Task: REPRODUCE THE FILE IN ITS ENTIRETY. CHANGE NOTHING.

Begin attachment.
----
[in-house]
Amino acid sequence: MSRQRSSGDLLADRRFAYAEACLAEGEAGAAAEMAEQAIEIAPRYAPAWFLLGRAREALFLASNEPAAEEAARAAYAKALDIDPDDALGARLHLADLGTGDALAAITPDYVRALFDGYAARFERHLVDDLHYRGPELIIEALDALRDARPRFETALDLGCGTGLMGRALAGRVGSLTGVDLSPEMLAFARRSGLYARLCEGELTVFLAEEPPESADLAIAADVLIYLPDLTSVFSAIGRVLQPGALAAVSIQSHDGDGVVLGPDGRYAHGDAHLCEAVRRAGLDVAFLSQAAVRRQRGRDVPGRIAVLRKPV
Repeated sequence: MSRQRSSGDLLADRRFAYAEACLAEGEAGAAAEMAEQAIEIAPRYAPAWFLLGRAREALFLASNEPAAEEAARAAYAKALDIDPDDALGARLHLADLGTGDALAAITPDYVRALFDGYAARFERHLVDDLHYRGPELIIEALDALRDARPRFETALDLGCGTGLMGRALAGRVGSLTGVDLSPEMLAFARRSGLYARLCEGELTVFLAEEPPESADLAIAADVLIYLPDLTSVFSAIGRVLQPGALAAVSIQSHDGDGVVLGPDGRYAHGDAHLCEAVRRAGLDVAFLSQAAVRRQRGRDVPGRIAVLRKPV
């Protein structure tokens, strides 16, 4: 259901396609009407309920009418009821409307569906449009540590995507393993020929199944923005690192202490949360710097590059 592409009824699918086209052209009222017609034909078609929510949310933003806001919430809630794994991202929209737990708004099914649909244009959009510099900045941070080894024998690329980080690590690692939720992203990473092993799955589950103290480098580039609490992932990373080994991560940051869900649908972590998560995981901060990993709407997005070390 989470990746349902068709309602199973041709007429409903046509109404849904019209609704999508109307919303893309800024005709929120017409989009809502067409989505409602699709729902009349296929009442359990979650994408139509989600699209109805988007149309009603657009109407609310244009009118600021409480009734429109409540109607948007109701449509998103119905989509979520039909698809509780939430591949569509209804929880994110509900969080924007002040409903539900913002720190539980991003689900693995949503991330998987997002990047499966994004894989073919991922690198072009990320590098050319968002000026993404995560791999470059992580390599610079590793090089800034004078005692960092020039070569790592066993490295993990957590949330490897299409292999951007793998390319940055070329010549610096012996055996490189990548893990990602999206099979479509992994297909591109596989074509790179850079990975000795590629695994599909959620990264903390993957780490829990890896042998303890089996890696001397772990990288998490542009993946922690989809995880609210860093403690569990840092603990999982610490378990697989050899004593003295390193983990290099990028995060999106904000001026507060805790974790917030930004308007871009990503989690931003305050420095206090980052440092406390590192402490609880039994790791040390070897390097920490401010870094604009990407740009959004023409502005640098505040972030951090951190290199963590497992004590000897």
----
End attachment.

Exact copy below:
[in-house]
Amino acid sequence: MSRQRSSGDLLADRRFAYAEACLAEGEAGAAAEMAEQAIEIAPRYAPAWFLLGRAREALFLASNEPAAEEAARAAYAKALDIDPDDALGARLHLADLGTGDALAAITPDYVRALFDGYAARFERHLVDDLHYRGPELIIEALDALRDARPRFETALDLGCGTGLMGRALAGRVGSLTGVDLSPEMLAFARRSGLYARLCEGELTVFLAEEPPESADLAIAADVLIYLPDLTSVFSAIGRVLQPGALAAVSIQSHDGDGVVLGPDGRYAHGDAHLCEAVRRAGLDVAFLSQAAVRRQRGRDVPGRIAVLRKPV
Repeated sequence: MSRQRSSGDLLADRRFAYAEACLAEGEAGAAAEMAEQAIEIAPRYAPAWFLLGRAREALFLASNEPAAEEAARAAYAKALDIDPDDALGARLHLADLGTGDALAAITPDYVRALFDGYAARFERHLVDDLHYRGPELIIEALDALRDARPRFETALDLGCGTGLMGRALAGRVGSLTGVDLSPEMLAFARRSGLYARLCEGELTVFLAEEPPESADLAIAADVLIYLPDLTSVFSAIGRVLQPGALAAVSIQSHDGDGVVLGPDGRYAHGDAHLCEAVRRAGLDVAFLSQAAVRRQRGRDVPGRIAVLRKPV
């Protein structure tokens, strides 16, 4: 259901396609009407309920009418009821409307569906449009540590995507393993020929199944923005690192202490949360710097590059 592409009824699918086209052209009222017609034909078609929510949310933003806001919430809630794994991202929209737990708004099914649909244009959009510099900045941070080894024998690329980080690590690692939720992203990473092993799955589950103290480098580039609490992932990373080994991560940051869900649908972590998560995981901060990993709407997005070390 989470990746349902068709309602199973041709007429409903046509109404849904019209609704999508109307919303893309800024005709929120017409989009809502067409989505409602699709729902009349296929009442359990979650994408139509989600699209109805988007149309009603657009109407609310244009009118600021409480009734429109409540109607948007109701449509998103119905989509979520039909698809509780939430591949569509209804929880994110509900969080924007002040409903539900913002720190539980991003689900693995949503991330998987997002990047499966994004894989073919991922690198072009990320590098050319968002000026993404995560791999470059992580390599610079590793090089800034004078005692960092020039070569790592066993490295993990957590949330490897299409292999951007793998390319940055070329010549610096012996055996490189990548893990990602999206099979479509992994297909591109596989074509790179850079990975000795590629695994599909959620990264903390993957780490829990890896042998303890089996890696001397772990990288998490542009993946922690989809995880609210860093403690569990840092603990999982610490378990697989050899004593003295390193983990290099990028995060999106904000001026507060805790974790917030930004308007871009990503989690931003305050420095206090980052440092406390590192402490609880039994790791040390070897390097920490401010870094604009990407740009959004023409502005640098505040972030951090951190290199963590497992004590000897």